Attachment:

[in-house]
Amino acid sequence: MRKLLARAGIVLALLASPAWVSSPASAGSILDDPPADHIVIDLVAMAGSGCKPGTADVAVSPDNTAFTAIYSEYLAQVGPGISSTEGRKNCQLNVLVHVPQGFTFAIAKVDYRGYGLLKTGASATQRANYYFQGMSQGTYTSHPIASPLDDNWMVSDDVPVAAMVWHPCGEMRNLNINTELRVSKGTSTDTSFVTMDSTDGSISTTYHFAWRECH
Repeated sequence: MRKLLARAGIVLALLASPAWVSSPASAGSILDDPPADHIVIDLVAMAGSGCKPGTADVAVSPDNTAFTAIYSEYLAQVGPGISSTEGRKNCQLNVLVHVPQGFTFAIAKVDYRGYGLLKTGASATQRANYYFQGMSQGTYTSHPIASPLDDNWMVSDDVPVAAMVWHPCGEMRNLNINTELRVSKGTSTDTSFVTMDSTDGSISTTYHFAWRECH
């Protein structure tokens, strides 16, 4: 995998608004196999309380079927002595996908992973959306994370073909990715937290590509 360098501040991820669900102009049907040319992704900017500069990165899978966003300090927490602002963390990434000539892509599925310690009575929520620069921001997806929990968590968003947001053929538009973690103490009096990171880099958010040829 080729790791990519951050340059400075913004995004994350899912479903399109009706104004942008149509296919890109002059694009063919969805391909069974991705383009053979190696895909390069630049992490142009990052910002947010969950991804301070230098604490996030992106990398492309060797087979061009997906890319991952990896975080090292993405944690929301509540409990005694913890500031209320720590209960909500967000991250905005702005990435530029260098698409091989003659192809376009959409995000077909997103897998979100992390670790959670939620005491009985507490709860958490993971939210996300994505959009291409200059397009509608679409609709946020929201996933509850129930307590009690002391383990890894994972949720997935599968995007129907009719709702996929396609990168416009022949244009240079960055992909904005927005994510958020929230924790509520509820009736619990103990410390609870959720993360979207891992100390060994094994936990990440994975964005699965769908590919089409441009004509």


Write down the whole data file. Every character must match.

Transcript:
[in-house]
Amino acid sequence: MRKLLARAGIVLALLASPAWVSSPASAGSILDDPPADHIVIDLVAMAGSGCKPGTADVAVSPDNTAFTAIYSEYLAQVGPGISSTEGRKNCQLNVLVHVPQGFTFAIAKVDYRGYGLLKTGASATQRANYYFQGMSQGTYTSHPIASPLDDNWMVSDDVPVAAMVWHPCGEMRNLNINTELRVSKGTSTDTSFVTMDSTDGSISTTYHFAWRECH
Repeated sequence: MRKLLARAGIVLALLASPAWVSSPASAGSILDDPPADHIVIDLVAMAGSGCKPGTADVAVSPDNTAFTAIYSEYLAQVGPGISSTEGRKNCQLNVLVHVPQGFTFAIAKVDYRGYGLLKTGASATQRANYYFQGMSQGTYTSHPIASPLDDNWMVSDDVPVAAMVWHPCGEMRNLNINTELRVSKGTSTDTSFVTMDSTDGSISTTYHFAWRECH
């Protein structure tokens, strides 16, 4: 995998608004196999309380079927002595996908992973959306994370073909990715937290590509 360098501040991820669900102009049907040319992704900017500069990165899978966003300090927490602002963390990434000539892509599925310690009575929520620069921001997806929990968590968003947001053929538009973690103490009096990171880099958010040829 080729790791990519951050340059400075913004995004994350899912479903399109009706104004942008149509296919890109002059694009063919969805391909069974991705383009053979190696895909390069630049992490142009990052910002947010969950991804301070230098604490996030992106990398492309060797087979061009997906890319991952990896975080090292993405944690929301509540409990005694913890500031209320720590209960909500967000991250905005702005990435530029260098698409091989003659192809376009959409995000077909997103897998979100992390670790959670939620005491009985507490709860958490993971939210996300994505959009291409200059397009509608679409609709946020929201996933509850129930307590009690002391383990890894994972949720997935599968995007129907009719709702996929396609990168416009022949244009240079960055992909904005927005994510958020929230924790509520509820009736619990103990410390609870959720993360979207891992100390060994094994936990990440994975964005699965769908590919089409441009004509």